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The Naked Business Channel

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While watching the first morning of Fox Business News today, I looked back at an essay I wrote a few years ago on Fox News, where I wrote that the channel’s success owed as much as anything to its attitude and its aesthetics. “Traditional, detached TV news tells you the news is interesting,” I wrote. “Fox News tells you the news rocks.” Then I noticed the sentence I wrote just before that: “Fox News has done with general news what CNBC did with business news–treated it as ESPN treats sports, with conflict, a little jocularity, NFL-style graphics and rooting interests.”

If the Fox News formula is going to work at FBN, in other words, then FBN will have to be even more like CNBC–more excited, effusive and rah-rah–than CNBC is. Is that possible? Judging at least by the first few hours, it’s going to try its damnedest.

The first morning of FBN had the feeling of a party way too early in the morning. There was boisterousness: the channel leaned on ESPN-style duos of guys barking at each other about the oil market and the Chinese toy scandals. There was a naked guy: after ringing the opening bell at the NASDAQ this morning, FBN’s Alexis Glick went to Times Square to interview The Naked Cowboy, who busks with his guitar wearing nothing but tighty-whiteys and a ten-gallon hat. And there was oversharing: anchor Peter Barnes’ voice cracked as Glick rang the NASDAQ bell: “I didn’t get choked up until just now,” he said. “It’s really real.” Dude–pull it together. (CNBC, of course, airs the likes of Jim Cramer’s Mad Money, but tends to wait until after business hours until it loosens its tie and pops a few blood vessels with Cramer.)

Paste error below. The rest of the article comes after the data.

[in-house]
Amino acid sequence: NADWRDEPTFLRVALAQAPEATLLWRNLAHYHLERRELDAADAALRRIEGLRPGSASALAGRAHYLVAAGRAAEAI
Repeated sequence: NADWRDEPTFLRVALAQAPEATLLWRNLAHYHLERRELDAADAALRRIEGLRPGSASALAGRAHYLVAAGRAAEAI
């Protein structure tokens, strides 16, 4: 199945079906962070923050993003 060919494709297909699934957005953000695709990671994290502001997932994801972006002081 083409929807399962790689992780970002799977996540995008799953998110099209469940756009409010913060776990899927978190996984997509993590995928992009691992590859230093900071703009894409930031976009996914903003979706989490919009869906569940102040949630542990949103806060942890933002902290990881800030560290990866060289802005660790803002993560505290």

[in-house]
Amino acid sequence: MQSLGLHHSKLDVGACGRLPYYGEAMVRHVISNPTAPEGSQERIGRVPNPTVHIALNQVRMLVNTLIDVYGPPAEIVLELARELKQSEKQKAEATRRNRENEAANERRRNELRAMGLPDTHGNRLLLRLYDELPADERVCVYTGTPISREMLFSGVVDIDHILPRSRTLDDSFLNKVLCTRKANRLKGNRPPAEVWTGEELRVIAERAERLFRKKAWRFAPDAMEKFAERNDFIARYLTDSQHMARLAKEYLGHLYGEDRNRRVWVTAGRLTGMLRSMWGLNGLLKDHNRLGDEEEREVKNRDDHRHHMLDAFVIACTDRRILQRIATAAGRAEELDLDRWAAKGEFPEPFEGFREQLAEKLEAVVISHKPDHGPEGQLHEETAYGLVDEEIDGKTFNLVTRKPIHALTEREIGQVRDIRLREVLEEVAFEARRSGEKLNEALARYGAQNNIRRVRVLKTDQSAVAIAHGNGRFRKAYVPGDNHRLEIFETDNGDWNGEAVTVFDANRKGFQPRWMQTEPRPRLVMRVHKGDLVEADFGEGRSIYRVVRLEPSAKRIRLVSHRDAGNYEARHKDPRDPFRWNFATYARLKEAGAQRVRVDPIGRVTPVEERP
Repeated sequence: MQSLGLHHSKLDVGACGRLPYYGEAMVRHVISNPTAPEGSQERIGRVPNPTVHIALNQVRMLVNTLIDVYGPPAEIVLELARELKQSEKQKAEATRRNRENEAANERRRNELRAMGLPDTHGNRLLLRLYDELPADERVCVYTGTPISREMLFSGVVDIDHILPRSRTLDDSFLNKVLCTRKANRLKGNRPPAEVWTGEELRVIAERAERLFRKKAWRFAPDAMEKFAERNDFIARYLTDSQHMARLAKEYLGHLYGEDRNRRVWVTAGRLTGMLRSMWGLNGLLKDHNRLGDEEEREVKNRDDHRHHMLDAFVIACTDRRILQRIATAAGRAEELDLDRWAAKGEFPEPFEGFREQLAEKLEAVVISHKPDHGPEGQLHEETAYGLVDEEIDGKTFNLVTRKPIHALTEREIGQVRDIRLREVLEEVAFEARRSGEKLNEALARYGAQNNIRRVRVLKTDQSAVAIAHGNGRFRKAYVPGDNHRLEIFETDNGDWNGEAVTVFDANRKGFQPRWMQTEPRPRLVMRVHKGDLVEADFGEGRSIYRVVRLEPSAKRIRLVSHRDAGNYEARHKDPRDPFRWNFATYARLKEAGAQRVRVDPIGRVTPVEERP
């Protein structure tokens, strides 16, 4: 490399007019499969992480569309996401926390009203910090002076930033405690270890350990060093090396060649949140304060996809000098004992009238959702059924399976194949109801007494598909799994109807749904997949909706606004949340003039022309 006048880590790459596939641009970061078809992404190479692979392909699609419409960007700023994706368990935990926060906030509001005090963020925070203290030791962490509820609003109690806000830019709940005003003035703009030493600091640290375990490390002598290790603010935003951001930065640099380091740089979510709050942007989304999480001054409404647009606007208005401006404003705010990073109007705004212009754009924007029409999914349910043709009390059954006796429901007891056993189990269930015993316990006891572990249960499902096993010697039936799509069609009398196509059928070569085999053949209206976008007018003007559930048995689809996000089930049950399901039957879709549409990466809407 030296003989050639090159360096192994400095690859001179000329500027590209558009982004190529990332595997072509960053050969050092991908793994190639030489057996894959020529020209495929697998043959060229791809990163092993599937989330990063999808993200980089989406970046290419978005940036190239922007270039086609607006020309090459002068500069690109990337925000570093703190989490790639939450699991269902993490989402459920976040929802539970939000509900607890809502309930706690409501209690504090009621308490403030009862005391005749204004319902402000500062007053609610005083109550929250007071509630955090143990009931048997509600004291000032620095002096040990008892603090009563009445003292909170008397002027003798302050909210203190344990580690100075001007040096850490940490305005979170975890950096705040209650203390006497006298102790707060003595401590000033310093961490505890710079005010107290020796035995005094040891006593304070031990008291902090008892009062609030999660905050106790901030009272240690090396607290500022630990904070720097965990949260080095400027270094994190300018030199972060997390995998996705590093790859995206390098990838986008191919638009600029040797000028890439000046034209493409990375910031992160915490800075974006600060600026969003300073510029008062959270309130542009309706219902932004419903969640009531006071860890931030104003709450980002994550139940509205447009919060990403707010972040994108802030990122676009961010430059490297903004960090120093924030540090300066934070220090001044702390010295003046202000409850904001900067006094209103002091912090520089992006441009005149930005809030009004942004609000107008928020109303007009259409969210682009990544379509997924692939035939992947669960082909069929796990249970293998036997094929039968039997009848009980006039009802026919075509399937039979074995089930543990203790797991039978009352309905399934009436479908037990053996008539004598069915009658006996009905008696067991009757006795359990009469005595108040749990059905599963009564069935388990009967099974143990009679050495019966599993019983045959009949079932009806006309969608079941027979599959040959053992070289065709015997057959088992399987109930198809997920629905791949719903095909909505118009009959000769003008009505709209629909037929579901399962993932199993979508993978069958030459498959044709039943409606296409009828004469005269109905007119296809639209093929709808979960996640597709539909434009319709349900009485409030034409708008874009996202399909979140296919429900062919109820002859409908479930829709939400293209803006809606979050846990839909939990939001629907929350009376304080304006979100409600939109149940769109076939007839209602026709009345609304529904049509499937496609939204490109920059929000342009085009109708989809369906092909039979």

I should note that I’m not a business writer, and thus am not expertly qualified to judge the quality of FBN’s information. (For that, visit my bizmeister colleague Justin Fox.) But I’m also not sure that that’s the main point, either for TV business news in general, or FBN in particular. FBN has said it’s aiming for an audience that’s more mass than elite–small investors and the casual viewer. So there was a lot of talk about “the stocks that affect your life” and, regarding the oil market, “What does this mean for you at the pump and for the oil that comes into your house this winter.”

The major early difference between CNBC and FBN is tone: FBN has imported Fox’s News’ earnest stare and 10%-above-normal volume, all calculated to tell you that, slow news day or big news day, something really important is right around the corner. Fox sells excitement–it doesn’t really matter the kind–and that attitude carried right over to an interview with an official in the Chicago Mercantile pit, in which the reporter spent more time asking about the “excitement” of working at the market rather than, you know, the market itself.

That approach might work in the long run, and who knows?, it may even produce compelling business news. Glick’s interview with The Naked Cowboy (Robert Burck) was a stunt, but it was actually an interesting little piece on how Burck–inspired by the works of Tony Robbins–has parlayed a good bod, a decent voice and the willingness to use them into a thriving merchandising-and-endorsements business.

Glick’s optimistic moral for the home viewer: “What it tells you is that, no matter what you think at home, you can make a small business a reality.” And The Naked Cowboy played off the segment with a song–indirectly about the American virtues of being shameless and putting on a show–that could well be the Fox theme song:

I’m the Naked Cowboy
And I’m keeping it real for you
I’m the Naked Cowboy
You gotta do what you gotta do

Preach it, brother Burck.

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